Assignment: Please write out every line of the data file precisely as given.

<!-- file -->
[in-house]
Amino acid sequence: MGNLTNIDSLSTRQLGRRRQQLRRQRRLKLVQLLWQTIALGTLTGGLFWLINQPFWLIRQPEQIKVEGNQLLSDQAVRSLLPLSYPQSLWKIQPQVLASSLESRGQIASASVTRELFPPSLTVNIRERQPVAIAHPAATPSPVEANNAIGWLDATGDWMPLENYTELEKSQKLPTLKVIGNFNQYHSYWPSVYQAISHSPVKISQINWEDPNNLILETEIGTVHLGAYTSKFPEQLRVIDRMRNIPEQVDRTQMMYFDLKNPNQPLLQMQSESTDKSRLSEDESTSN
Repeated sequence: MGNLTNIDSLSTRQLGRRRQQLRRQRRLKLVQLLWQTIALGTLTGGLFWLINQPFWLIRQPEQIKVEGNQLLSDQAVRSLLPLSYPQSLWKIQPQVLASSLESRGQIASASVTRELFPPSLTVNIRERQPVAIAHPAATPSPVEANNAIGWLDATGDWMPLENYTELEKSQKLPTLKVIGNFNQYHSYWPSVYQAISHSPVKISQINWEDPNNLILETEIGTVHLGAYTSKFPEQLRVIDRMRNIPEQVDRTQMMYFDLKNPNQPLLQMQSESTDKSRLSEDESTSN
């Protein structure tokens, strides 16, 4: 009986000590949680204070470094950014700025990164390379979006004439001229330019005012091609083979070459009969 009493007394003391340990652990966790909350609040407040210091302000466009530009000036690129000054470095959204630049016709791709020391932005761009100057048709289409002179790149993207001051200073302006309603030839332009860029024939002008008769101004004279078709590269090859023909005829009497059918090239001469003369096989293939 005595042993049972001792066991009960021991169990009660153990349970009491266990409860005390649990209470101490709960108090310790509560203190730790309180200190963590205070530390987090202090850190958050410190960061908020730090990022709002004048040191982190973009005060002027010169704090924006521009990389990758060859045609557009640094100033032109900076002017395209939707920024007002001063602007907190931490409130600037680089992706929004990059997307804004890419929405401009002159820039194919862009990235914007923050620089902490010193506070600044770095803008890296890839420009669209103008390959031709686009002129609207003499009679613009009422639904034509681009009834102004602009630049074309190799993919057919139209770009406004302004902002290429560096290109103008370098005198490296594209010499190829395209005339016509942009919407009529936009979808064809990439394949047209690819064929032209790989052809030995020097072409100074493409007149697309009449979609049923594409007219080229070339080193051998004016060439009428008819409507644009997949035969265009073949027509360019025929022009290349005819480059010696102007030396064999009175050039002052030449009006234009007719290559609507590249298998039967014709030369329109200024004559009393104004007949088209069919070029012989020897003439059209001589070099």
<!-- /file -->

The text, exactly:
[in-house]
Amino acid sequence: MGNLTNIDSLSTRQLGRRRQQLRRQRRLKLVQLLWQTIALGTLTGGLFWLINQPFWLIRQPEQIKVEGNQLLSDQAVRSLLPLSYPQSLWKIQPQVLASSLESRGQIASASVTRELFPPSLTVNIRERQPVAIAHPAATPSPVEANNAIGWLDATGDWMPLENYTELEKSQKLPTLKVIGNFNQYHSYWPSVYQAISHSPVKISQINWEDPNNLILETEIGTVHLGAYTSKFPEQLRVIDRMRNIPEQVDRTQMMYFDLKNPNQPLLQMQSESTDKSRLSEDESTSN
Repeated sequence: MGNLTNIDSLSTRQLGRRRQQLRRQRRLKLVQLLWQTIALGTLTGGLFWLINQPFWLIRQPEQIKVEGNQLLSDQAVRSLLPLSYPQSLWKIQPQVLASSLESRGQIASASVTRELFPPSLTVNIRERQPVAIAHPAATPSPVEANNAIGWLDATGDWMPLENYTELEKSQKLPTLKVIGNFNQYHSYWPSVYQAISHSPVKISQINWEDPNNLILETEIGTVHLGAYTSKFPEQLRVIDRMRNIPEQVDRTQMMYFDLKNPNQPLLQMQSESTDKSRLSEDESTSN
């Protein structure tokens, strides 16, 4: 009986000590949680204070470094950014700025990164390379979006004439001229330019005012091609083979070459009969 009493007394003391340990652990966790909350609040407040210091302000466009530009000036690129000054470095959204630049016709791709020391932005761009100057048709289409002179790149993207001051200073302006309603030839332009860029024939002008008769101004004279078709590269090859023909005829009497059918090239001469003369096989293939 005595042993049972001792066991009960021991169990009660153990349970009491266990409860005390649990209470101490709960108090310790509560203190730790309180200190963590205070530390987090202090850190958050410190960061908020730090990022709002004048040191982190973009005060002027010169704090924006521009990389990758060859045609557009640094100033032109900076002017395209939707920024007002001063602007907190931490409130600037680089992706929004990059997307804004890419929405401009002159820039194919862009990235914007923050620089902490010193506070600044770095803008890296890839420009669209103008390959031709686009002129609207003499009679613009009422639904034509681009009834102004602009630049074309190799993919057919139209770009406004302004902002290429560096290109103008370098005198490296594209010499190829395209005339016509942009919407009529936009979808064809990439394949047209690819064929032209790989052809030995020097072409100074493409007149697309009449979609049923594409007219080229070339080193051998004016060439009428008819409507644009997949035969265009073949027509360019025929022009290349005819480059010696102007030396064999009175050039002052030449009006234009007719290559609507590249298998039967014709030369329109200024004559009393104004007949088209069919070029012989020897003439059209001589070099």